November 18, 2020
I have various unconscious biases.
An obvious example would be that I did not see anything unusual about the room mostly full of besuited, white, middle aged men in a meeting at my work. I didn’t understand why my female colleague was intimidated. “But they are all nice guys…” I explained completely missing the point. When I first started my counsellor training, a couple of female colleagues admitted later that they had assumed I was not serious about seeking a career in counselling as “it’s not a proper job”.
The point is we all have unconscious bias. Essentially, we make judgments about situations based on assumptions held in our subconscious. BUT, I hear you cry, if we don’t realise that we are doing it, how then can we guard against it?
I would make the point we can’t eliminate unconscious bias. However, what we can do is accept that unconscious bias is there and try and be aware of how it affects your behaviour. It makes it sound like standing in an addicts meeting and admitting you have an issue. “Hello everyone, my name is Bob and I have unconscious bias…”.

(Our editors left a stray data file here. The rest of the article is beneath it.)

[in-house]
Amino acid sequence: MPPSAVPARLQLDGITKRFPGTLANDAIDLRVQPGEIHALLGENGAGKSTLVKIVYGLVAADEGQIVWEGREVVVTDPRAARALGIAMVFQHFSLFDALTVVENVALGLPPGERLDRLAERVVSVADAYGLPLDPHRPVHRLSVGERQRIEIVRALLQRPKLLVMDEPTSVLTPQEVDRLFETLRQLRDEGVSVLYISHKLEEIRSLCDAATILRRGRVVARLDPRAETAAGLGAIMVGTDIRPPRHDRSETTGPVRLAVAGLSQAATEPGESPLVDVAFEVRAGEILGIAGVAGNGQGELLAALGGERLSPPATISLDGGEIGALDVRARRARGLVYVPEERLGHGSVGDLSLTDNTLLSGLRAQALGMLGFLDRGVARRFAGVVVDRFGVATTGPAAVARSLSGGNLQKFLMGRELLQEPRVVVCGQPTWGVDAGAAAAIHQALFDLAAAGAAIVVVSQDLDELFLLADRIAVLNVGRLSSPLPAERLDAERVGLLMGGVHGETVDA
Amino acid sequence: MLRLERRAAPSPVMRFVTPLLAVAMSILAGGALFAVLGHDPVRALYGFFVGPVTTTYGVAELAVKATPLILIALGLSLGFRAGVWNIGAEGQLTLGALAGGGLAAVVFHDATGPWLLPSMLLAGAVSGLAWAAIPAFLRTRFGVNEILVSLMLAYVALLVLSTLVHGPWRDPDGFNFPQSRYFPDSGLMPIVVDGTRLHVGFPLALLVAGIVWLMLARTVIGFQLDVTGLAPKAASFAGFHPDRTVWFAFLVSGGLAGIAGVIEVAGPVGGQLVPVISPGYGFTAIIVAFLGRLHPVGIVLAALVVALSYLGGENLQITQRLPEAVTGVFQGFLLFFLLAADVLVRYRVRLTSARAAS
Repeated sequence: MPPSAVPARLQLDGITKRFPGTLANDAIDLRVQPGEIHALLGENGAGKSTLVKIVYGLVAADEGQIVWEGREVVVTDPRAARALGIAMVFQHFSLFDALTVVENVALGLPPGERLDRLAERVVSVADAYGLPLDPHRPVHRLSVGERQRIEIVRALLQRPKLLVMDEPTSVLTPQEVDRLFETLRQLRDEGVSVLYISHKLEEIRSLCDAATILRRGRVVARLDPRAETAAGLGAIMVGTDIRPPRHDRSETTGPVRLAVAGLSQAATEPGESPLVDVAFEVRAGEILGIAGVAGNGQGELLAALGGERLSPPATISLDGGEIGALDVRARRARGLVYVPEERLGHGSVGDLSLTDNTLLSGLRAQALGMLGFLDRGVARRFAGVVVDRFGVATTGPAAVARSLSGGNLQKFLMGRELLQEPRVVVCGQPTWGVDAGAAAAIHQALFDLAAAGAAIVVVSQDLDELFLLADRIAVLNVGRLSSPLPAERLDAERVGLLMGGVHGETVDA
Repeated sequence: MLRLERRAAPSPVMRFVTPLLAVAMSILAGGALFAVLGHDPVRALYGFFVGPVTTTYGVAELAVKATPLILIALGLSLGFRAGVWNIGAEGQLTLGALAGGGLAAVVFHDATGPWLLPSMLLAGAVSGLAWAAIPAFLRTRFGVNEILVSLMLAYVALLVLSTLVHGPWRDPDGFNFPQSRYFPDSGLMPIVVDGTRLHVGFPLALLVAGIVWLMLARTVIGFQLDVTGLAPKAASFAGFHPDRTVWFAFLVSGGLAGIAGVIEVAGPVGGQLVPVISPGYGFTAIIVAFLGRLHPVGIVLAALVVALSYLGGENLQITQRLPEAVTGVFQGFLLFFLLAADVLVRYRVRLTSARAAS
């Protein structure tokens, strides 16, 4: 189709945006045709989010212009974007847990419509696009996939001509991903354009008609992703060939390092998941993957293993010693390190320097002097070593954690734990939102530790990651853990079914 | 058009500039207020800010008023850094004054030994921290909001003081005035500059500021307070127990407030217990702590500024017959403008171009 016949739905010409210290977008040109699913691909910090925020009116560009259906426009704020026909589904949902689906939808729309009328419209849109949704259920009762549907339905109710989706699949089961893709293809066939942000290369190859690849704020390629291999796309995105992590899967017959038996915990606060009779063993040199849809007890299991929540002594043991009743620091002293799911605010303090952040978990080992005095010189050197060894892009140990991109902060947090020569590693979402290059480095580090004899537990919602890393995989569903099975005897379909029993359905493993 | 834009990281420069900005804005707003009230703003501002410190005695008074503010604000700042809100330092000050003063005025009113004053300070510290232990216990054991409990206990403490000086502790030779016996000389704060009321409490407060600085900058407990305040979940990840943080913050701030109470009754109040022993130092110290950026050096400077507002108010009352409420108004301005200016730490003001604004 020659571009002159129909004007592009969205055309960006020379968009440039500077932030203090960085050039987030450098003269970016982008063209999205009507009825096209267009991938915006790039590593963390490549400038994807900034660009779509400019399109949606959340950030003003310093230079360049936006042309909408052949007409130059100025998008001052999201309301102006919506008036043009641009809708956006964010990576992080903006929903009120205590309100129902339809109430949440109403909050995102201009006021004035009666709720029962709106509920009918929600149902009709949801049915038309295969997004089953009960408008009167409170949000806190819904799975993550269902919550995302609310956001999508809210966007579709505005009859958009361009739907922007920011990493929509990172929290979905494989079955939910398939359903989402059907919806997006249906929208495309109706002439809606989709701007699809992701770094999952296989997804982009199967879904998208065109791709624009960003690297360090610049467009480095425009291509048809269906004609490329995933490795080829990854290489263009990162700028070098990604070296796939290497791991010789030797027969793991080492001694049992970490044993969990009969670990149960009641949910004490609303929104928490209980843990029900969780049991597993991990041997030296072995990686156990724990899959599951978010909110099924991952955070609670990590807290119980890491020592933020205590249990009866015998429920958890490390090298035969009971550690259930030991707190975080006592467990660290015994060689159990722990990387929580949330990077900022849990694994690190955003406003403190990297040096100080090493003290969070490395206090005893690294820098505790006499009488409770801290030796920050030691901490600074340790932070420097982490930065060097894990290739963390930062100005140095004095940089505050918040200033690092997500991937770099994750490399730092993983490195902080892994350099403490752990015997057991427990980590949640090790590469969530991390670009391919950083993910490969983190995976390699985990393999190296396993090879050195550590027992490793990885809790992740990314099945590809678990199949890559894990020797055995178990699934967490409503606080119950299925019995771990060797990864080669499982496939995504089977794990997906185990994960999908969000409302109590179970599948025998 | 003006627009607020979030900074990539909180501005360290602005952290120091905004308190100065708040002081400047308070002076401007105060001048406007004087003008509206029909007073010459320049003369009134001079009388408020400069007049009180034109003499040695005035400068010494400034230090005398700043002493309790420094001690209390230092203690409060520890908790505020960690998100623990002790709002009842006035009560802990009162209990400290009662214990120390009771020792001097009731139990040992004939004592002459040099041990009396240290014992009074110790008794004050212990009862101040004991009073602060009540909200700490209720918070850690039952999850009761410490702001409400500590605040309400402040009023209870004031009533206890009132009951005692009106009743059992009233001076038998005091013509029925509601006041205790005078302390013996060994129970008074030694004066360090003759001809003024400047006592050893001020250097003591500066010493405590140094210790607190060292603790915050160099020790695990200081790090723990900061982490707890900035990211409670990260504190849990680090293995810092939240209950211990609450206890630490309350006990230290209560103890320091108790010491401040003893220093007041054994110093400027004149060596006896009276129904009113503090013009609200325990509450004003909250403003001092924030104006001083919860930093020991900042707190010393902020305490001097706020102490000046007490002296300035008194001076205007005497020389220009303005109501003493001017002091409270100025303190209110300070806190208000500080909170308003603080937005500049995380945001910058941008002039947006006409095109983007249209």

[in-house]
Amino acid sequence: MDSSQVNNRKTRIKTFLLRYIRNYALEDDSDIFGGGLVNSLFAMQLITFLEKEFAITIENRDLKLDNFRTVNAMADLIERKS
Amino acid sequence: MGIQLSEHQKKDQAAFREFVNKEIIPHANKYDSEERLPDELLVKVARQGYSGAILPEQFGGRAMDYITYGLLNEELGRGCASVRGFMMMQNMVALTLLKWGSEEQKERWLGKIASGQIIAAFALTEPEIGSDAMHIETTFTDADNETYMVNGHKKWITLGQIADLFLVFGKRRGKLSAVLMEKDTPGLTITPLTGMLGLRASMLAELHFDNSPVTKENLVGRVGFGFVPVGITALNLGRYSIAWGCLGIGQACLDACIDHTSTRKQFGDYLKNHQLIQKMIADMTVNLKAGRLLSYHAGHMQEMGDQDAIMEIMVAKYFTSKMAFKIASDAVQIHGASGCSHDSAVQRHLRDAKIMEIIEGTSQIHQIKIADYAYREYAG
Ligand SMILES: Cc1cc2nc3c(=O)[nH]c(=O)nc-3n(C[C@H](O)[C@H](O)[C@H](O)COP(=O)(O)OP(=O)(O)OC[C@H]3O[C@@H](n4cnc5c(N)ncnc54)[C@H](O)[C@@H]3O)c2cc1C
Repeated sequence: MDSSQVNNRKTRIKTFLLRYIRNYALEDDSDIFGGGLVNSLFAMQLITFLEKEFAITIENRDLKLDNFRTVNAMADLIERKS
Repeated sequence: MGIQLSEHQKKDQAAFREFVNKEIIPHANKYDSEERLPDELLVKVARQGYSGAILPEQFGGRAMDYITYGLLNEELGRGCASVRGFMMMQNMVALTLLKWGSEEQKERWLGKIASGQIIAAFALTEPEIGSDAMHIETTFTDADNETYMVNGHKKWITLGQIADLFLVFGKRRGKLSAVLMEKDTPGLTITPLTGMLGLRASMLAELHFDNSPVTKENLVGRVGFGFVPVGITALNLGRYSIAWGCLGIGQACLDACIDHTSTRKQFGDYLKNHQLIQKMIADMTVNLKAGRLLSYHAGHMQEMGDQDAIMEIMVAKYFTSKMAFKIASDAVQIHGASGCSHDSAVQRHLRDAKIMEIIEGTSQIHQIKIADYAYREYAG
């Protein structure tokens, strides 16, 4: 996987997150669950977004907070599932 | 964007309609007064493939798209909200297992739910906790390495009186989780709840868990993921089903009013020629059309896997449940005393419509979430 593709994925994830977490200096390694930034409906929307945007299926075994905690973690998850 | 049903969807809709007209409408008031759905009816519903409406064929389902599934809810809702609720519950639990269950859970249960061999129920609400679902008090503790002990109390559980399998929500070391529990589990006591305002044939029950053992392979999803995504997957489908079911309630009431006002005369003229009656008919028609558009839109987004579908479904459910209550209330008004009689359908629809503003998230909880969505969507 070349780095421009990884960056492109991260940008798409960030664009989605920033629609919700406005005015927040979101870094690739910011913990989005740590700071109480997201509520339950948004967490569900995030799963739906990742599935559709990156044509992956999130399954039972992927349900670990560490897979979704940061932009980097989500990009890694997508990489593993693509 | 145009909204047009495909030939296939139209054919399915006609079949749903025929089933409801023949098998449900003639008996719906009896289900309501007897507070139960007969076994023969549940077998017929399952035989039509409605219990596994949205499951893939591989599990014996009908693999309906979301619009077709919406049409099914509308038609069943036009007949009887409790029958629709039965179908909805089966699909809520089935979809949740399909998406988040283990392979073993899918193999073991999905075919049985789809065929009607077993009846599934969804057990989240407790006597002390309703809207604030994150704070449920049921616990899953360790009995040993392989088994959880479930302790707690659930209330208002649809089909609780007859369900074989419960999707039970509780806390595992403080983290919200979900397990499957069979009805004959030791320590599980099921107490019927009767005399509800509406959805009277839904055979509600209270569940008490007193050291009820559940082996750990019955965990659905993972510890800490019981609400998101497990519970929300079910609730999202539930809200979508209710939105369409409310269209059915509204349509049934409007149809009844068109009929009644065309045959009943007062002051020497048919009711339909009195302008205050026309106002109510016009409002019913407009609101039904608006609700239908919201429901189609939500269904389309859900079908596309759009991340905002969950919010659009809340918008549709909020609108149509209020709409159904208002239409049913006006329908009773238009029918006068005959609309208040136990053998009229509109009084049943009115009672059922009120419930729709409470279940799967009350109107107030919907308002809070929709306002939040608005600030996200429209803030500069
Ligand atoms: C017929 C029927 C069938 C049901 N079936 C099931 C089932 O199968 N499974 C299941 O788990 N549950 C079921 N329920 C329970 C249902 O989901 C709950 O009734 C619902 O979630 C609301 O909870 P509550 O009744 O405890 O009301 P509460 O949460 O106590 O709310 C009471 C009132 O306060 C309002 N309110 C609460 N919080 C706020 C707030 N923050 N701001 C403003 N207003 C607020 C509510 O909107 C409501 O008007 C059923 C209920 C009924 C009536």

Be curious – Why did you react to such a way? Did you get upset? Alternatively, why is it not a big deal for you? Did the other person seem uncomfortable? Ask, don’t shelter behind words like “I just say it like it is”, “I don’t suffer fools gladly” (who does?!), “I’m a straight talker” etc, which are socially ‘acceptable’ ways of trying to close down the conversation without any further discussion.
Try to be a bit kinder and ask yourself why. Hopefully you’ll become more aware of your assumptions, positive and negative and the effect on yourself and others.
Easy to say, less easy to do!